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Homemade Running Gear Built For $150
Pennsylvania dairy farmer Ray Morgan, of Beaver, built his own heavy-duty running gear for his 10-ton forage box for only $150, about one-fifth the cost of a commercial carriage.
The front ends of two 1-ton Ford trucks furnished the two sets of wheels and axles. Morgan used them complete with the 7.50 by 18 tires. He widened the axles 9 in., lengthened the tie rods on the front, and removed the tie rods on the rear axle.
Braces are of 3 in. channel iron and bolsters of 4 in. by 4 in. angle iron. To prevent some of the twisting and turning when driving over rough terrain, Morgan built the coupling pole of a 2 in. pipe that slips inside of a 2 1/2 in. pipe. This forms a swivel joint so the front and rear ends can ride up and down independently of each other.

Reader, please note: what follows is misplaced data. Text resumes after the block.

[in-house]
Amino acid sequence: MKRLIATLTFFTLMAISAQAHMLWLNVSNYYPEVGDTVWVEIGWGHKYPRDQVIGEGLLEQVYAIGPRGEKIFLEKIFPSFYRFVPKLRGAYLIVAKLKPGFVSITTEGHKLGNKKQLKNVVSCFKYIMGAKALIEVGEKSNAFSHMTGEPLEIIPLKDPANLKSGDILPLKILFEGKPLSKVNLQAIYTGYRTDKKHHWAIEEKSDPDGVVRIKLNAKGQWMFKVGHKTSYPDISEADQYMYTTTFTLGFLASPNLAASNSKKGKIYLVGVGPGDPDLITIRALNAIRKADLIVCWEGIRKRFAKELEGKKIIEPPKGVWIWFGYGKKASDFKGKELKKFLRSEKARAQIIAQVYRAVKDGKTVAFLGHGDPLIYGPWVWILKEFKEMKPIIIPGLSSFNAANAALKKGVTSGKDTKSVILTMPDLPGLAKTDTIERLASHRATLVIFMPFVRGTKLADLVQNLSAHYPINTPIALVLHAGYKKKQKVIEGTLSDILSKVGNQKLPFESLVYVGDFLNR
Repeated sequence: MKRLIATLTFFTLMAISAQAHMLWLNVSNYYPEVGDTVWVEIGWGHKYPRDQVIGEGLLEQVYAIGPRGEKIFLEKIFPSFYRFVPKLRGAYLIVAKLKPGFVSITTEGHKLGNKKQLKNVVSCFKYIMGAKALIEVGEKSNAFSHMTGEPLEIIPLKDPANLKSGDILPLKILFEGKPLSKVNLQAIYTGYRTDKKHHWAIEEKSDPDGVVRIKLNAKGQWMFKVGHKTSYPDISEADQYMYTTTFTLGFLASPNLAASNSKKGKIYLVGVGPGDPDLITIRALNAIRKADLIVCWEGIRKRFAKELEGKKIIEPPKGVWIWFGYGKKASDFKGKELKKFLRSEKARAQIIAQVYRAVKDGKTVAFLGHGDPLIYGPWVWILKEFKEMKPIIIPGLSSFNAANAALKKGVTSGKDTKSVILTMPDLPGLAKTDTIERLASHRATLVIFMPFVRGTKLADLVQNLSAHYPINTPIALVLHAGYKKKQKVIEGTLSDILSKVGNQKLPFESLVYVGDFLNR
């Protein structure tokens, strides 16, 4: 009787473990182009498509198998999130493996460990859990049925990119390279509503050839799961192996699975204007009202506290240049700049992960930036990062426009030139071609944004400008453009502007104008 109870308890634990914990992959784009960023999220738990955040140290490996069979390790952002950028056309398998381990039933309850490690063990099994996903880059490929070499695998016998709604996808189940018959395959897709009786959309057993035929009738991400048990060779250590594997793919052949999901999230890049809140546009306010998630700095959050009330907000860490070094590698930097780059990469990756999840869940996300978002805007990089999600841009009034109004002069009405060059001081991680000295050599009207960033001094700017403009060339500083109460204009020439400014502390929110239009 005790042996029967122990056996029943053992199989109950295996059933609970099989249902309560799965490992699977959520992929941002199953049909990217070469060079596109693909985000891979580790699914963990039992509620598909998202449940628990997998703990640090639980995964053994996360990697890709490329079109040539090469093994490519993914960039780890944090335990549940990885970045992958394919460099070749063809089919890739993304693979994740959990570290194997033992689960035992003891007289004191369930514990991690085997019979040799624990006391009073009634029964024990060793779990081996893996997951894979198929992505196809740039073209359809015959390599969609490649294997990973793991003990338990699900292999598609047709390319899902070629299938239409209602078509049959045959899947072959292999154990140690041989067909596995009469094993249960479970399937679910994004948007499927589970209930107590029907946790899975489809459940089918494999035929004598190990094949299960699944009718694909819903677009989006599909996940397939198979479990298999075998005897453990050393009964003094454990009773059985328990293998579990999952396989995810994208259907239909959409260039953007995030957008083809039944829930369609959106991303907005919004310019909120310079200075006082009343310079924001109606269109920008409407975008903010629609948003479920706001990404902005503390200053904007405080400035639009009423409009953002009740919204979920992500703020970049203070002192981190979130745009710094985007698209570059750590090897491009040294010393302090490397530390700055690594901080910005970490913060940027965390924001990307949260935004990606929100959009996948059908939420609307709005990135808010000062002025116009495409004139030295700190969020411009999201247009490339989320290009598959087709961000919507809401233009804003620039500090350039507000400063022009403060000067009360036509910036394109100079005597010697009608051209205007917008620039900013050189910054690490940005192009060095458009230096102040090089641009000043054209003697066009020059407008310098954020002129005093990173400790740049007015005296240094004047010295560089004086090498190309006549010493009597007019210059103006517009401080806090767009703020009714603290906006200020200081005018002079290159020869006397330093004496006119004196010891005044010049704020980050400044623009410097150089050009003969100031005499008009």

Another feature is a telescoping drawbar, a 2 1/2 in. pipe that slides inside a 3 in. pipe. It telescopes 17 in. "It saves a lot of backing when you hitch up to a tractor," Morgan says.
Shop work is Morgan's hobby, and he is now working on adapting a car engine to a forage blower, and perfecting an applicator for silage preservatives.
For more information, contact: FARM SHOW Followup, Ray Morgan, 1060 Brady's Ridge Rd., Beaver, Penn. 15009 (ph 412 775-1091).

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1982 - Volume #6, Issue #5